Accepting The Table

Last night, I played a local I've not seen in quite some time.  We have always played "about" even, although if I remember correctly, I had to give him a ball in one pocket, but the rotation games we were even. In any case, he was at the pool hall and looking for a game.  Even though I wasn't really playing my best, I have been looking for a little action here and there and wasn't going to pass this up.  We play cheap, and so the money won't be on my mind if I lose.  

The game is race to 6 (in an effort to keep the table-time costs down). We decide that there will be no push-outs (his rule) and it's call-9 (mine). Rules agreed upon, we begin. I win the flip, break and start my way through the rack. I make some mistakes early and he gets the first one. Then I get the next 3. But because it's call-9, the 9 on the snap doesn't count, which sucks cuz I made two of them during the set. I really should've won the match 6-1, but I hung two 9-balls.

Now, I will be the first to admit that I was getting all the rolls during the match.  But, something struck me, watching it happen to someone else.  There were so many times when he'd literally gripe and complain as he got down on the shot about the rolls, about how he's not getting the rolls, can't get a roll, getting no table love, etc and of course he's upset, so he'd fire the ball 100 miles an hour and miss, and leave me in great shape.  The longer this went on, the more I wanted to say "Don't be so negative, it's bad energy and it's a downward spiral."  Now, I know this, but I still sometimes have problems overcoming the seemingly endless bad fortune that comes my way.  Specific to this match, I still had negative thoughts when I blew shape, or missed a ball, but I realized in the last quarter of the match that his negativity so far outweighed my own that it was sort of a focal point for me.  Instead of worrying about how bad I feel like I'm playing, I'm starting to notice the good fortunes I'm getting ... which I then relate to how I feel about the match overall.  I felt good about the match. I felt I was playing level-headed and had good ideas; even if those ideas didn't come to fruition as I had planned, I was still happy with them.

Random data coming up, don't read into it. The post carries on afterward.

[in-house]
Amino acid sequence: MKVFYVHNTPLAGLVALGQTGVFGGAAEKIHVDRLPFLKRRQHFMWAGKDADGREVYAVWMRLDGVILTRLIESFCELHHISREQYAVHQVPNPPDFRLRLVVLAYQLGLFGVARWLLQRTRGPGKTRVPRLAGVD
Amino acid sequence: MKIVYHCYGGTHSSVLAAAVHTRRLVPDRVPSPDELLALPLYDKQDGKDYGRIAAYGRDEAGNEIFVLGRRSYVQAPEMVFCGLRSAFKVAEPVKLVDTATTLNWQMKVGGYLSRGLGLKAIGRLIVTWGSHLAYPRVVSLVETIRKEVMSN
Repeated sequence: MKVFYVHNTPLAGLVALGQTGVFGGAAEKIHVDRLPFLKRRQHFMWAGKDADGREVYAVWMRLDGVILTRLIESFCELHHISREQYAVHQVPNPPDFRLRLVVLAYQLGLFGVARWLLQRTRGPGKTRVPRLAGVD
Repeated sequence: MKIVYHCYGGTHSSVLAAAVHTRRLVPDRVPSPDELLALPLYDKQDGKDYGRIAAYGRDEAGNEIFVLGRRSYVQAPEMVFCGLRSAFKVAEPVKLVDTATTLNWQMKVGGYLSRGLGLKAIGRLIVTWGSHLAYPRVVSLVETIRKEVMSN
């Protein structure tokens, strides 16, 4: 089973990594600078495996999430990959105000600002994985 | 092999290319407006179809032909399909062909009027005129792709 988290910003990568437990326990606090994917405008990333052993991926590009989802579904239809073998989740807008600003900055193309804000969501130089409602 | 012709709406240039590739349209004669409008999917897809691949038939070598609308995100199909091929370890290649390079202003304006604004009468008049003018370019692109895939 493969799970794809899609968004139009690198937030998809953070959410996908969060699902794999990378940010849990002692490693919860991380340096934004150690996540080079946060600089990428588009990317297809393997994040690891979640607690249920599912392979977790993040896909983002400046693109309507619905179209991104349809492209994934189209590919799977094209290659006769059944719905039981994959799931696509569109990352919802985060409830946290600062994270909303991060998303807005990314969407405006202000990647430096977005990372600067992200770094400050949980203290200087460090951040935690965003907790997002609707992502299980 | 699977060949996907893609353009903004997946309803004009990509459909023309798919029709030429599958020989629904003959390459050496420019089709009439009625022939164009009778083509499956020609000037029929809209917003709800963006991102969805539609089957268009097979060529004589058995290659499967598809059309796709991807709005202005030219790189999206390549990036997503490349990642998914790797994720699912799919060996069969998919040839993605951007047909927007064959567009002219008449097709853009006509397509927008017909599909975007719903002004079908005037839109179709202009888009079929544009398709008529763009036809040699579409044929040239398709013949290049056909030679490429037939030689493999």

To the point of this entry, I found myself being glad to be back at the table whenever he missed, regardless of the position he left me.  I think I finally learned to simple just accept the table. For example, during one of my runouts, I hung the 5 deep in the jaws, and he hit the ball just the wrong way to hook himself on the only ball on that side of the table.  He instantly bitched about not being able to get a roll.  But, that was not a bad roll, that was purely a bad shot.  He's played long enough to know that cueball is gonna die off the end-rail if you fire at it full in the face. He made a bad shot selection and paid the price for it - because he didn't survey the table and more importantly didn't accept the table.

So, you tell me, is that a bad roll? It's possible becaue he's off by 2 inches in either direction, but the better question is: why risk it at all. There's at least 3 ways to get to the 6 from there and he chose the worst of them all.

When I got on the hill, he for some reason thought his score was wrong, which I was a little offended by, but whatever. I offered to discuss it fully because I'd rather not have him thinking I tried to steal one; and I would've gladly rewound the camera to watch all of the match thus far to prove my point, but he declined and said it wouldn't matter anyway.

If you're curious to watch the match, you can do so below:

And lastly, I noticed that I'm becoming a bit more apathetic towards to my partner's mood/standing at the table.  If they're playing terribly, it doesn't affect me nearly as much as it did before.  Just because they're playing bad, doesn't mean I get to let up on my pressure (which I'm very guilty of in the past). I certainly played looser than I normally do - but I did that the entire match, it wasn't a change because I was ahead.  

There are many lessons I hope to absorb permanently from this little match.  And with this the first money match I've played this year - and it was a positive result, I'm extremely happy - and even looking forward to the next encounter with someone. :)

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Filed Under: 9-Ball